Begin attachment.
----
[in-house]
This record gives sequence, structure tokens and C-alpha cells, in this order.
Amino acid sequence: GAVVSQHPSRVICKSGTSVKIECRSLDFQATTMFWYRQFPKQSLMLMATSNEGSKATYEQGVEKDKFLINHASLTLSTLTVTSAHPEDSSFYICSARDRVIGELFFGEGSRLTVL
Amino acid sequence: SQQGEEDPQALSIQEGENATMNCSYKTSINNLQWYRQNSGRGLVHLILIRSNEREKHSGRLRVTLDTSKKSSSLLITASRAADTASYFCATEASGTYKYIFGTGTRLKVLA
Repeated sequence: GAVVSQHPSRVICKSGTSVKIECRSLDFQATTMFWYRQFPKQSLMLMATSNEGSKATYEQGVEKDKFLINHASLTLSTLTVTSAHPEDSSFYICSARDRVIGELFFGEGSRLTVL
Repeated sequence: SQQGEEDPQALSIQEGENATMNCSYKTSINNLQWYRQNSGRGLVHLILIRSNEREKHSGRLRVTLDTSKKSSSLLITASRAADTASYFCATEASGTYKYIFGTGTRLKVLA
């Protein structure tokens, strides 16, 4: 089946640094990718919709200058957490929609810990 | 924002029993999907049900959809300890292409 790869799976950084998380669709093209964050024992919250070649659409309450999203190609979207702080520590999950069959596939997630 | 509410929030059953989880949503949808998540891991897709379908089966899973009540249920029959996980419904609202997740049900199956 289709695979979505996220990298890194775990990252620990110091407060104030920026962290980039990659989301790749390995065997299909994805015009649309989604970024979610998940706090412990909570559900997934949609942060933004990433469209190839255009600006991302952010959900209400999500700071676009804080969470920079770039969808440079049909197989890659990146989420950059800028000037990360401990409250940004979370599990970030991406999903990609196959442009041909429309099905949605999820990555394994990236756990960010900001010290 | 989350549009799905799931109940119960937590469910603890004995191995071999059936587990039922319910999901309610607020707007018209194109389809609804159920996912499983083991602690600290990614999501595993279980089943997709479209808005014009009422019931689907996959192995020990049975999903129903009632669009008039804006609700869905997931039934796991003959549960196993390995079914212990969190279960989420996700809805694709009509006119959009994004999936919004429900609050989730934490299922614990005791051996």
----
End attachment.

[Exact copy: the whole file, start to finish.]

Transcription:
[in-house]
This record gives sequence, structure tokens and C-alpha cells, in this order.
Amino acid sequence: GAVVSQHPSRVICKSGTSVKIECRSLDFQATTMFWYRQFPKQSLMLMATSNEGSKATYEQGVEKDKFLINHASLTLSTLTVTSAHPEDSSFYICSARDRVIGELFFGEGSRLTVL
Amino acid sequence: SQQGEEDPQALSIQEGENATMNCSYKTSINNLQWYRQNSGRGLVHLILIRSNEREKHSGRLRVTLDTSKKSSSLLITASRAADTASYFCATEASGTYKYIFGTGTRLKVLA
Repeated sequence: GAVVSQHPSRVICKSGTSVKIECRSLDFQATTMFWYRQFPKQSLMLMATSNEGSKATYEQGVEKDKFLINHASLTLSTLTVTSAHPEDSSFYICSARDRVIGELFFGEGSRLTVL
Repeated sequence: SQQGEEDPQALSIQEGENATMNCSYKTSINNLQWYRQNSGRGLVHLILIRSNEREKHSGRLRVTLDTSKKSSSLLITASRAADTASYFCATEASGTYKYIFGTGTRLKVLA
């Protein structure tokens, strides 16, 4: 089946640094990718919709200058957490929609810990 | 924002029993999907049900959809300890292409 790869799976950084998380669709093209964050024992919250070649659409309450999203190609979207702080520590999950069959596939997630 | 509410929030059953989880949503949808998540891991897709379908089966899973009540249920029959996980419904609202997740049900199956 289709695979979505996220990298890194775990990252620990110091407060104030920026962290980039990659989301790749390995065997299909994805015009649309989604970024979610998940706090412990909570559900997934949609942060933004990433469209190839255009600006991302952010959900209400999500700071676009804080969470920079770039969808440079049909197989890659990146989420950059800028000037990360401990409250940004979370599990970030991406999903990609196959442009041909429309099905949605999820990555394994990236756990960010900001010290 | 989350549009799905799931109940119960937590469910603890004995191995071999059936587990039922319910999901309610607020707007018209194109389809609804159920996912499983083991602690600290990614999501595993279980089943997709479209808005014009009422019931689907996959192995020990049975999903129903009632669009008039804006609700869905997931039934796991003959549960196993390995079914212990969190279960989420996700809805694709009509006119959009994004999936919004429900609050989730934490299922614990005791051996």